Just imagine a film set in an aircraft boneyard.
- Aircraft boneyards are areas of land that hold aircraft that have been abandoned, retired from service, or are non-functional.
- ‘Aircraft boneyards’ are also known as ‘aircraft graveyards’, and they are located in a number of countries around the world, including Russia, the United States, and Australia.
- Aircraft boneyards are generally used as a space to store excess planes, or as a holding area for aircraft waiting to be recycled, and they can also include a maintenance facility.
- Most commonly, aircraft boneyards are situated in desert areas, as plane corrosion is less likely, and the ground is usually firm and solid.
- The largest aircraft boneyard in the world is ‘the Boneyard’, formally known as the ‘309th Aerospace Maintenance and Regeneration Group’ (AMARG).
Aircraft Boneyard at Tuscon
Image courtesy of Daniel Lobo/Flickr
- Common reasons for aircraft abandonment include war damage, aging, lower demand during wars, and increasing economical expenses.
- Large quantities of aircraft were left abandoned in aircraft boneyards after World War II, during aircraft upgrades to jet engines in the 1970s, in the 9/11 disaster aftermath in 2001, and during economic problems from 2007.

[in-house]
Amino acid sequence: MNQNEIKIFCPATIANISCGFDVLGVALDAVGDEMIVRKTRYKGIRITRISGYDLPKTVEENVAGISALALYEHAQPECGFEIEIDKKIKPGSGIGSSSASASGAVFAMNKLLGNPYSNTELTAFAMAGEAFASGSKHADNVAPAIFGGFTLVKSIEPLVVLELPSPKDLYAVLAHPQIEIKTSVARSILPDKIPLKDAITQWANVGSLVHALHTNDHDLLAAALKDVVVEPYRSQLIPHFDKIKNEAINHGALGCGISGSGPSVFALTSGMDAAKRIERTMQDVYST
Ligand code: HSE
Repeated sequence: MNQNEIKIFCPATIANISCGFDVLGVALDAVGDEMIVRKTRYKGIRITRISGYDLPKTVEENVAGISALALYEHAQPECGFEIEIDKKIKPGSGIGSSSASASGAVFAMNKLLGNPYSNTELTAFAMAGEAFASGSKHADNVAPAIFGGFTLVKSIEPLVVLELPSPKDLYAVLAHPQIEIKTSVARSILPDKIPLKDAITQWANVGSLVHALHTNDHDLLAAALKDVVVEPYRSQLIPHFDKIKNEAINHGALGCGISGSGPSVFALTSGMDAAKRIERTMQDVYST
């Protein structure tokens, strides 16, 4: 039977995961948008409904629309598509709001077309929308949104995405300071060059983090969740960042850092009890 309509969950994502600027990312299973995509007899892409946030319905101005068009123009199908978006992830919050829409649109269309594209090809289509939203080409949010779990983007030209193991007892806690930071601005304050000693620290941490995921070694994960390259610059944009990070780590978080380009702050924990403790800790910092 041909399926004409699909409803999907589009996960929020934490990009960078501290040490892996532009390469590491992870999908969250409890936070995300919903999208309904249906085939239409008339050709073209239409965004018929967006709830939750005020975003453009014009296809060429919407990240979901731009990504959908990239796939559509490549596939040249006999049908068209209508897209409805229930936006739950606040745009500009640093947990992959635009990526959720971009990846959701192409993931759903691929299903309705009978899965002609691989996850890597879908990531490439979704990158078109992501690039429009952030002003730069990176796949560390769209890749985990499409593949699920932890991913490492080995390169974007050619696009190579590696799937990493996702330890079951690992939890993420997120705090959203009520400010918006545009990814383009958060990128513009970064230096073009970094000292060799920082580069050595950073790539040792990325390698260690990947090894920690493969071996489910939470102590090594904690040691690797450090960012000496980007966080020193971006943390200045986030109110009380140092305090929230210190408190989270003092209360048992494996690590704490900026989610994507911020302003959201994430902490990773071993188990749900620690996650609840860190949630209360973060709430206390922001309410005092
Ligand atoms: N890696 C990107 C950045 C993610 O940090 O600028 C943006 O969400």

- Aircraft sent to aircraft boneyards are generally preserved and sealed by being coated in a layer of latex mixture, which protects the interior and reflects heat, while oil is used to fill tanks and preserve the engines.
- Some planes in aircraft boneyards can be used again in the future, so aircraft inspections often occur at intervals of around four years, while other planes are commonly used for spare parts.
- Most aircraft boneyards are not open to the public, although some large facilities may open for visitors, and these sometimes have a museum onsite with planes on display.